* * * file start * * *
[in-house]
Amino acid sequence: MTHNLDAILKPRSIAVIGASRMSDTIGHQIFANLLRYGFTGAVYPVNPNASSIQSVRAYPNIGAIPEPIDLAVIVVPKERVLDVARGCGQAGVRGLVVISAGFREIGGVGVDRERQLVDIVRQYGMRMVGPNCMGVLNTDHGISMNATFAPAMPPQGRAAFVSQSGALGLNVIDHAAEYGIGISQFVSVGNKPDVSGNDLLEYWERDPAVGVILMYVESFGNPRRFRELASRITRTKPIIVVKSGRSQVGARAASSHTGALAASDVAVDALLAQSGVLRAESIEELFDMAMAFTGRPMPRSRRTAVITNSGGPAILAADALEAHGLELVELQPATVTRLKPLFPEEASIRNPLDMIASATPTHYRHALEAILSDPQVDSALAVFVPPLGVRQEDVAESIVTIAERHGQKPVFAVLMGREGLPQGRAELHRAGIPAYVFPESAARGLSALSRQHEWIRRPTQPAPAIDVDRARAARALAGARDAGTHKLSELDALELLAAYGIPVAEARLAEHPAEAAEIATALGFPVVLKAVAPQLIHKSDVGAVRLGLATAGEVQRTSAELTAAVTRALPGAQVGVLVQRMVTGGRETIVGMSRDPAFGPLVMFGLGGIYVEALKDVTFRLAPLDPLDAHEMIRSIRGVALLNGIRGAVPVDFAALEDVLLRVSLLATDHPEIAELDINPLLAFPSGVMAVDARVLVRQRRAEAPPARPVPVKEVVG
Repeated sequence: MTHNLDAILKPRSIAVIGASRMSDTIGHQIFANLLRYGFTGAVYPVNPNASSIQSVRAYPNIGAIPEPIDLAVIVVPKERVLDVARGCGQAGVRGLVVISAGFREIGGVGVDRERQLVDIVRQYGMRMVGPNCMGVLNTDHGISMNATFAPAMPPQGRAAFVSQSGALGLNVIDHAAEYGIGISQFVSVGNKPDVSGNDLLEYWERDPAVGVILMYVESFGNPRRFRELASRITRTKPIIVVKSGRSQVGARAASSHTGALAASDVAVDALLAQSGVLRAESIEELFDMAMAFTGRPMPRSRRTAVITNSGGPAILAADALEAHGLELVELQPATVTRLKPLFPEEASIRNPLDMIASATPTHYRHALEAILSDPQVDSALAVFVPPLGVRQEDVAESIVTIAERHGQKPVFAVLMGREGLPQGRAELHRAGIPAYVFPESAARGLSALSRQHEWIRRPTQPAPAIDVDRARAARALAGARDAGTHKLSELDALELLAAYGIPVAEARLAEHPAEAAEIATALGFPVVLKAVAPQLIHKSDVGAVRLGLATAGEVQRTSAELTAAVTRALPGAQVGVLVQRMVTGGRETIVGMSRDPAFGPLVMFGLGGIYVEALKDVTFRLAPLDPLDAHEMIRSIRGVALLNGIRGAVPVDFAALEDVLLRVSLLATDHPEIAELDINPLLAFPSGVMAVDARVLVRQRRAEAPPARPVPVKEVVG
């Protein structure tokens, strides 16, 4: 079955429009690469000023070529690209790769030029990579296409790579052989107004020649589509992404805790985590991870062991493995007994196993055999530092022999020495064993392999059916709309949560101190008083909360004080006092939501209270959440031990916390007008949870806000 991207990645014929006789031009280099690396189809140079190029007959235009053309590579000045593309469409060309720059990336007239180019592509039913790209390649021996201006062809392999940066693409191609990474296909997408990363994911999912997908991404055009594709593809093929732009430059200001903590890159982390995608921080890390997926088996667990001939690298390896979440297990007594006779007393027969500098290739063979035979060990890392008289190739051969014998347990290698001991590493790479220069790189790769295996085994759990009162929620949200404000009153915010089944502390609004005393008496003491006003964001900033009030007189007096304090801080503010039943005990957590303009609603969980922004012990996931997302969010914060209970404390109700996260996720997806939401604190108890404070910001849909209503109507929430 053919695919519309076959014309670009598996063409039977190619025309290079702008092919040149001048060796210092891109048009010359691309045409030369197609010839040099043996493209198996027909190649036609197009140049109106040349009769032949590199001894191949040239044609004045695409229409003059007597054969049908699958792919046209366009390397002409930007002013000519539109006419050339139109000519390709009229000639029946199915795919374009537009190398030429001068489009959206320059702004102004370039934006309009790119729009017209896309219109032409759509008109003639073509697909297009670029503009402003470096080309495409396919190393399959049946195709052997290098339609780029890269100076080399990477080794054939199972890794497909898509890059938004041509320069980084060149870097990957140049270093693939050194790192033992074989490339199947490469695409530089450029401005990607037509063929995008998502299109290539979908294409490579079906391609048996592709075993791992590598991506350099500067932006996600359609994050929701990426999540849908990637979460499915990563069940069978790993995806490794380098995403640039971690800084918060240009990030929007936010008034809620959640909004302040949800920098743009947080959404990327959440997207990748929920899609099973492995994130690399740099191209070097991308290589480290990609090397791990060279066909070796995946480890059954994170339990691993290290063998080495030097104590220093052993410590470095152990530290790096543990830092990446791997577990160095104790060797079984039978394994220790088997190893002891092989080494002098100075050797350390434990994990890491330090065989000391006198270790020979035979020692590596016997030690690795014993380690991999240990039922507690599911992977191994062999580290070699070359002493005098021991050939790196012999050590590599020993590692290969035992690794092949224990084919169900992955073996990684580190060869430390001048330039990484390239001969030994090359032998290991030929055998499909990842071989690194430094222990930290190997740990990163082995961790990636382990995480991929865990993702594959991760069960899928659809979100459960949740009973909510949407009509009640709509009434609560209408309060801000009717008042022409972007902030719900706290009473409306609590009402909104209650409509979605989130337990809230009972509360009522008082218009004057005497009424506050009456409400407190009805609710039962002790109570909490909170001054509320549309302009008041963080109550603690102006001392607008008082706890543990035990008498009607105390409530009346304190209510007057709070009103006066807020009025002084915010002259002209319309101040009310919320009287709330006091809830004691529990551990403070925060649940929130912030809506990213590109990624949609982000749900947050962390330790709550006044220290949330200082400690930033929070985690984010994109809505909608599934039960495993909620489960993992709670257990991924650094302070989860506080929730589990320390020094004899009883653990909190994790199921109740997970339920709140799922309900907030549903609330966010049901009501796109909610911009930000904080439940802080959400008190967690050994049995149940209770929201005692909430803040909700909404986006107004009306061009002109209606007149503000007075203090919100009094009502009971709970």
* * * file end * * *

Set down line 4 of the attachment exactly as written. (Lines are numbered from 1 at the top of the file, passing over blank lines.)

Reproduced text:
């Protein structure tokens, strides 16, 4: 079955429009690469000023070529690209790769030029990579296409790579052989107004020649589509992404805790985590991870062991493995007994196993055999530092022999020495064993392999059916709309949560101190008083909360004080006092939501209270959440031990916390007008949870806000 991207990645014929006789031009280099690396189809140079190029007959235009053309590579000045593309469409060309720059990336007239180019592509039913790209390649021996201006062809392999940066693409191609990474296909997408990363994911999912997908991404055009594709593809093929732009430059200001903590890159982390995608921080890390997926088996667990001939690298390896979440297990007594006779007393027969500098290739063979035979060990890392008289190739051969014998347990290698001991590493790479220069790189790769295996085994759990009162929620949200404000009153915010089944502390609004005393008496003491006003964001900033009030007189007096304090801080503010039943005990957590303009609603969980922004012990996931997302969010914060209970404390109700996260996720997806939401604190108890404070910001849909209503109507929430 053919695919519309076959014309670009598996063409039977190619025309290079702008092919040149001048060796210092891109048009010359691309045409030369197609010839040099043996493209198996027909190649036609197009140049109106040349009769032949590199001894191949040239044609004045695409229409003059007597054969049908699958792919046209366009390397002409930007002013000519539109006419050339139109000519390709009229000639029946199915795919374009537009190398030429001068489009959206320059702004102004370039934006309009790119729009017209896309219109032409759509008109003639073509697909297009670029503009402003470096080309495409396919190393399959049946195709052997290098339609780029890269100076080399990477080794054939199972890794497909898509890059938004041509320069980084060149870097990957140049270093693939050194790192033992074989490339199947490469695409530089450029401005990607037509063929995008998502299109290539979908294409490579079906391609048996592709075993791992590598991506350099500067932006996600359609994050929701990426999540849908990637979460499915990563069940069978790993995806490794380098995403640039971690800084918060240009990030929007936010008034809620959640909004302040949800920098743009947080959404990327959440997207990748929920899609099973492995994130690399740099191209070097991308290589480290990609090397791990060279066909070796995946480890059954994170339990691993290290063998080495030097104590220093052993410590470095152990530290790096543990830092990446791997577990160095104790060797079984039978394994220790088997190893002891092989080494002098100075050797350390434990994990890491330090065989000391006198270790020979035979020692590596016997030690690795014993380690991999240990039922507690599911992977191994062999580290070699070359002493005098021991050939790196012999050590590599020993590692290969035992690794092949224990084919169900992955073996990684580190060869430390001048330039990484390239001969030994090359032998290991030929055998499909990842071989690194430094222990930290190997740990990163082995961790990636382990995480991929865990993702594959991760069960899928659809979100459960949740009973909510949407009509009640709509009434609560209408309060801000009717008042022409972007902030719900706290009473409306609590009402909104209650409509979605989130337990809230009972509360009522008082218009004057005497009424506050009456409400407190009805609710039962002790109570909490909170001054509320549309302009008041963080109550603690102006001392607008008082706890543990035990008498009607105390409530009346304190209510007057709070009103006066807020009025002084915010002259002209319309101040009310919320009287709330006091809830004691529990551990403070925060649940929130912030809506990213590109990624949609982000749900947050962390330790709550006044220290949330200082400690930033929070985690984010994109809505909608599934039960495993909620489960993992709670257990991924650094302070989860506080929730589990320390020094004899009883653990909190994790199921109740997970339920709140799922309900907030549903609330966010049901009501796109909610911009930000904080439940802080959400008190967690050994049995149940209770929201005692909430803040909700909404986006107004009306061009002109209606007149503000007075203090919100009094009502009971709970």